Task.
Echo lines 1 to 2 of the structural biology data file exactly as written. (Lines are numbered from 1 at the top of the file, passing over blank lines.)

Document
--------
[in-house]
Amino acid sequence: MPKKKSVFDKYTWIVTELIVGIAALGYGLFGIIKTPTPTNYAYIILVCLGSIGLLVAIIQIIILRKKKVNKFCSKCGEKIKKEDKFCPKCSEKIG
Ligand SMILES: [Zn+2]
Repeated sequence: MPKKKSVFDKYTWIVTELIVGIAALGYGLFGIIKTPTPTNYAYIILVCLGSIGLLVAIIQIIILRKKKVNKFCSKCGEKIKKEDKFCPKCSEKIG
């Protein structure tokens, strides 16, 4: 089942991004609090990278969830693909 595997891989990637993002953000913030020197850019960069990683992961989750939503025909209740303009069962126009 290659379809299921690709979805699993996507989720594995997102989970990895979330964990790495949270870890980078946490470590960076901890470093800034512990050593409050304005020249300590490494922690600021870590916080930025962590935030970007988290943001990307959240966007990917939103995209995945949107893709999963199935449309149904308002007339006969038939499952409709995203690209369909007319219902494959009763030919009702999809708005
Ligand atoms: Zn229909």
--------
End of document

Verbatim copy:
[in-house]
Amino acid sequence: MPKKKSVFDKYTWIVTELIVGIAALGYGLFGIIKTPTPTNYAYIILVCLGSIGLLVAIIQIIILRKKKVNKFCSKCGEKIKKEDKFCPKCSEKIG